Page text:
Crandell: There is a lot of competition right now in the refinancing marketplace. Although interest rates have risen as LIBOR has gone up, the spreads are still quite reasonable relative to long-term interest rates for the hotel industry. And the loan-to-value ratios for existing hotels go anywhere between 70 and 75 percent of the value with senior debt, and then there are mezzanine opportunities if you want to take it up to 85 or even 90 percent. The money is available to realize the value in your hotel without necessarily doing a transaction.

Swig: There are other advantages to not selling. If someone buys a property across the street at a much higher cost per room, that new owner can't afford to be discounting rates very much. They're going to be pushing rates, which is the most wonderful thing as a competitor you can have.


LH: Despite the rising rates, there has been a lot of pressure on costs in some areas, particularly in hard-to-control items like insurance, energy and others. As asset managers, what can you do to help your owners and operators control some of these seemingly difficult to control costs?


Tanenbaum: One way is to work with third-party energy consultants who understand the various markets in which you operate. It can save you a quite a bit of money. Also, doing some of the basics of energy management helps, such as changing light bulbs in the back of the house to more efficient ones.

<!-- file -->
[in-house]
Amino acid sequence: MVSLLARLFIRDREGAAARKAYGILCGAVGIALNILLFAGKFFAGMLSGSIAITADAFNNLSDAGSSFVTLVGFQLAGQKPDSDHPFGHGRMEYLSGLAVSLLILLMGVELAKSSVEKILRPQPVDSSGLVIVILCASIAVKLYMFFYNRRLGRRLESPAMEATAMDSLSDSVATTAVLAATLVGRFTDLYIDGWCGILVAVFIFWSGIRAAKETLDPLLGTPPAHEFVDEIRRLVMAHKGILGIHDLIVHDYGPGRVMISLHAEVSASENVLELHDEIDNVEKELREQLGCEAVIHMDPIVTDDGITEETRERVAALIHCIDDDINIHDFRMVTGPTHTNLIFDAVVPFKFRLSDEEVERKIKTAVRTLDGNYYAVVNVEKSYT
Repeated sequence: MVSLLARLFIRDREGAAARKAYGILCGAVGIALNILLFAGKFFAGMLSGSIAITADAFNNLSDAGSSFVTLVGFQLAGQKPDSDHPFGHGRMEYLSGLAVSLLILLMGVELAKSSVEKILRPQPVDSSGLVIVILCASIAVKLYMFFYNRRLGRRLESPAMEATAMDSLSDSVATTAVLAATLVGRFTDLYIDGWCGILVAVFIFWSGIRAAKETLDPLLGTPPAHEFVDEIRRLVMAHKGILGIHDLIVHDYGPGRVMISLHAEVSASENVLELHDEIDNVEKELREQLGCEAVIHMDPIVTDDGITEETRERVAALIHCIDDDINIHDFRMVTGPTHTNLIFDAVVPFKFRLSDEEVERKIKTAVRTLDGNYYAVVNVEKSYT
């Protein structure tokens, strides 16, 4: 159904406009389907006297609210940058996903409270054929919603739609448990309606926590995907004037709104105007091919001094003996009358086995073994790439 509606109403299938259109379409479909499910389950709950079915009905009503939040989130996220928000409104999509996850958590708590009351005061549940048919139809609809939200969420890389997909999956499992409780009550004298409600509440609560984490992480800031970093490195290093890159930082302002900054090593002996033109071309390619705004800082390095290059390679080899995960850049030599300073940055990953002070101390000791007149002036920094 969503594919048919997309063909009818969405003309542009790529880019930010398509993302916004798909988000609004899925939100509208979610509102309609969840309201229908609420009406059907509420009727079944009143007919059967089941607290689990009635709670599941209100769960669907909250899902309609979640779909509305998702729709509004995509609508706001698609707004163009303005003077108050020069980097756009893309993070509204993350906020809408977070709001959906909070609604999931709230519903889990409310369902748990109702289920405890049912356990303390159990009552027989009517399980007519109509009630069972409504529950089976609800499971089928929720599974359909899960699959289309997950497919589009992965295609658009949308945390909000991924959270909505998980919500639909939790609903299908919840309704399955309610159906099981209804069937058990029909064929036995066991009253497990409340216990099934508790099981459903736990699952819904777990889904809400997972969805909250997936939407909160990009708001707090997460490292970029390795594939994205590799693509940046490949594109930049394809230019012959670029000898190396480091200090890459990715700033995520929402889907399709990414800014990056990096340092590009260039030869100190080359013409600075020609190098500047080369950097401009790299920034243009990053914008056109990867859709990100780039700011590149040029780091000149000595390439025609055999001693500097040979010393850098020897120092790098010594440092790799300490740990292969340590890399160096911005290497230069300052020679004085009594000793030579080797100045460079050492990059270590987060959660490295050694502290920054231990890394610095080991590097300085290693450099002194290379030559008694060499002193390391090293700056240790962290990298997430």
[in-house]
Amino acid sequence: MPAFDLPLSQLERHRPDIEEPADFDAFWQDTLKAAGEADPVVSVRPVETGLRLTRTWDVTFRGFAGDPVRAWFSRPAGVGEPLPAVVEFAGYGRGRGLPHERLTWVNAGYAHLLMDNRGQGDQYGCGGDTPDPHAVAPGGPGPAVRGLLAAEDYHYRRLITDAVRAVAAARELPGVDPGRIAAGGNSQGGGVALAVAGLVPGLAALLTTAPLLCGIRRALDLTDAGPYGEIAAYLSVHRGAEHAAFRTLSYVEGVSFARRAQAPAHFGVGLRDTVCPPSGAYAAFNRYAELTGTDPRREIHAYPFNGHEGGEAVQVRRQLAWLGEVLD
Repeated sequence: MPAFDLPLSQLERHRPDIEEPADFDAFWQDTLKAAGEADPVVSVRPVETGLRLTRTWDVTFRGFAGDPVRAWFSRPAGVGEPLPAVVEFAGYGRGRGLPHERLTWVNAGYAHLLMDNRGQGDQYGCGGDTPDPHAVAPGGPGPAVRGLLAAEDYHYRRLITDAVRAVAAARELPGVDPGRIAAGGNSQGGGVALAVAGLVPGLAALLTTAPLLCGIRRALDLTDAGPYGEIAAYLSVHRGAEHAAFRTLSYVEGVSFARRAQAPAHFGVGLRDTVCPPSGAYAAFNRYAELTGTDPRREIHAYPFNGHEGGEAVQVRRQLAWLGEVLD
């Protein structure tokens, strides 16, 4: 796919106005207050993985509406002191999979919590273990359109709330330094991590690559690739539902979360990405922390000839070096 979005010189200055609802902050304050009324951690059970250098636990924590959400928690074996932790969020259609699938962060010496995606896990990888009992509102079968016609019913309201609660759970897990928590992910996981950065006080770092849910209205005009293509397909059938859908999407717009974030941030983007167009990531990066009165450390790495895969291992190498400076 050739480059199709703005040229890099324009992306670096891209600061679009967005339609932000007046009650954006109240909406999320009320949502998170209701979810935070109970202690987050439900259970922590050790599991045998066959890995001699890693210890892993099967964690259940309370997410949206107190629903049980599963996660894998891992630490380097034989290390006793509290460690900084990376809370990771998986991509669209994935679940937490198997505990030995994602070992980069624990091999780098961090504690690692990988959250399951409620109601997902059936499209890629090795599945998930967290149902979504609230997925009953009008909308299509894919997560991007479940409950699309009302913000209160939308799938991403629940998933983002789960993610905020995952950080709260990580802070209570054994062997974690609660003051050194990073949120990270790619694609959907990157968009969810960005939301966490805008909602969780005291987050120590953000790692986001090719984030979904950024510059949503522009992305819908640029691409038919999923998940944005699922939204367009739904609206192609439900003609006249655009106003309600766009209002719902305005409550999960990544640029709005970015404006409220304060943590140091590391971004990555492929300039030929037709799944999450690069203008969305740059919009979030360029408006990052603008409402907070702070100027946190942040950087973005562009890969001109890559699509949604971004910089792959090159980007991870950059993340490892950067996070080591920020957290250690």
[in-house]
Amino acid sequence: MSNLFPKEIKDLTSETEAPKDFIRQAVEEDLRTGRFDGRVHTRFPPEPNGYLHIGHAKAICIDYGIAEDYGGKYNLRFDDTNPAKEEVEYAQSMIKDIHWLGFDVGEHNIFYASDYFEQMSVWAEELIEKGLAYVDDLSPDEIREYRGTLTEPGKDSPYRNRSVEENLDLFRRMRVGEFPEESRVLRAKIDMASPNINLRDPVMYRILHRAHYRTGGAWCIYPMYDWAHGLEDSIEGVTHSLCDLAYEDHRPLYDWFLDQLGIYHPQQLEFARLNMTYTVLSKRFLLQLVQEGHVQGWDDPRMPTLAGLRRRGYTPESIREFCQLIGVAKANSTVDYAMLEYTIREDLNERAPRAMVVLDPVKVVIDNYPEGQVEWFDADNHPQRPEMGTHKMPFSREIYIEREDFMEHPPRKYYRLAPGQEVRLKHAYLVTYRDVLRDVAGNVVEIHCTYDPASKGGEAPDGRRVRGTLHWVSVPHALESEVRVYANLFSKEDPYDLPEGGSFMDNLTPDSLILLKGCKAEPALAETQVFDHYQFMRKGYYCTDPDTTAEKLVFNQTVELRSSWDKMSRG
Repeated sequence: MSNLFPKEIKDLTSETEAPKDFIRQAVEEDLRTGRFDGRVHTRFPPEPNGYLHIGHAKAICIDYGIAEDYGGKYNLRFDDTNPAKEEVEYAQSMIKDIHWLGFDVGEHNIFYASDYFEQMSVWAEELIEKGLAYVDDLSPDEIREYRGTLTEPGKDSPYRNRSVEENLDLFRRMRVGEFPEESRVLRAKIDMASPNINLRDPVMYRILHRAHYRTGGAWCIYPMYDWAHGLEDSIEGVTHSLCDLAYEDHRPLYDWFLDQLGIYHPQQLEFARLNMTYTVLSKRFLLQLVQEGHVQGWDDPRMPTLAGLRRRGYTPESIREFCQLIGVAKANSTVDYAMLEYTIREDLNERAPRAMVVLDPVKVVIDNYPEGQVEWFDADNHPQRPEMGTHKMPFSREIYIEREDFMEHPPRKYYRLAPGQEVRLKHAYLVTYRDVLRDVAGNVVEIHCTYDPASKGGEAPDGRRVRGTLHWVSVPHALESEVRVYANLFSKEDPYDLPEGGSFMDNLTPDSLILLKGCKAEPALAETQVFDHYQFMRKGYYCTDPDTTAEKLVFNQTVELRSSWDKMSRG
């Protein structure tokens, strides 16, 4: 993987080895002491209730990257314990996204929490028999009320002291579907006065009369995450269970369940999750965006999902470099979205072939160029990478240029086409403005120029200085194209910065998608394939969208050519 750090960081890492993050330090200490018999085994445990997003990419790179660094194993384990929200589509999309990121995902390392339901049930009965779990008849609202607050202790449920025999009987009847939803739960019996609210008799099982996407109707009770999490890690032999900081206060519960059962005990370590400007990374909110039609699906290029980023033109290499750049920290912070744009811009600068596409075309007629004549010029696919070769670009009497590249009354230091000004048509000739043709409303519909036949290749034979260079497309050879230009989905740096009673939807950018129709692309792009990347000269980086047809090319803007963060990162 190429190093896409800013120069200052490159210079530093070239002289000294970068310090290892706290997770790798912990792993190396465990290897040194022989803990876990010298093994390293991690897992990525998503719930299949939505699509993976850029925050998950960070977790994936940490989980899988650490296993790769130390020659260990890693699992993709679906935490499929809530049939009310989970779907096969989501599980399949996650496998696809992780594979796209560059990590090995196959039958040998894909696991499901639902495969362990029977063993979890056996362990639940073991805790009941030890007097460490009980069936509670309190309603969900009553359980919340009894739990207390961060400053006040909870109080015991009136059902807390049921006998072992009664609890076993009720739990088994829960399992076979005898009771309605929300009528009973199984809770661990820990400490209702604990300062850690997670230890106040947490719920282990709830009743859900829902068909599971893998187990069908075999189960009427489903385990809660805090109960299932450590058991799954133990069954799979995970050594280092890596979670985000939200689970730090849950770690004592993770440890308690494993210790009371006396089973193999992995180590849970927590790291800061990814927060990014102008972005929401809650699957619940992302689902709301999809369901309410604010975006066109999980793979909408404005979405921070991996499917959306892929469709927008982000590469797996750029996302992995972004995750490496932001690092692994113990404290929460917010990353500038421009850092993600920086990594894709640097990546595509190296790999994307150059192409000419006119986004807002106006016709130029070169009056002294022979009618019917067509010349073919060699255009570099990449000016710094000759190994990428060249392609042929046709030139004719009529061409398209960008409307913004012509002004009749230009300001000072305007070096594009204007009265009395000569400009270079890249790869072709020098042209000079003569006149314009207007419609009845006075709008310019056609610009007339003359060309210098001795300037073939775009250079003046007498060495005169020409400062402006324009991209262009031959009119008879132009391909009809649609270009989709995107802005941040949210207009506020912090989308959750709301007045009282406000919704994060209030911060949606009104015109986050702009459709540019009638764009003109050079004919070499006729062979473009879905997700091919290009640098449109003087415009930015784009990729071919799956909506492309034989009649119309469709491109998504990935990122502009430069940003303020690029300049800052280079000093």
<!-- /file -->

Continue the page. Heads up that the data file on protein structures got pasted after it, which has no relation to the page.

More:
Mahoney: Just paying attention to your bills and communicating to your general manager and your supervisors of the consequences of simple things has a tremendous effect.

Johnson: You hear a lot about amenity creep, but we have really been watching FTE (full-time equivalent) creep. As properties make more money, all of a sudden employees are added back that were cut four or five years ago. We keep close watch on FTE counts and productivity measurements relative to payroll and overtime. It's a very worthwhile exercise.

Mahoney: Actually, it's difficult right now to maintain your employee counts because of the problems in finding the right kinds of people. I would much rather have a fully staffed hotel than an understaffed hotel.


LH: Since there is generally less rate resistance in the marketplace, are you spending more of your time on the cost side of the business versus the revenue side?


Johnson: We still spend a ton of time on yield management. Although rates are good and we do have some pricing power, optimizing your position in the market relative to your competitors should be an ongoing exercise and an ever-evolving process, regardless of what rate resistance may or may not be in the marketplace.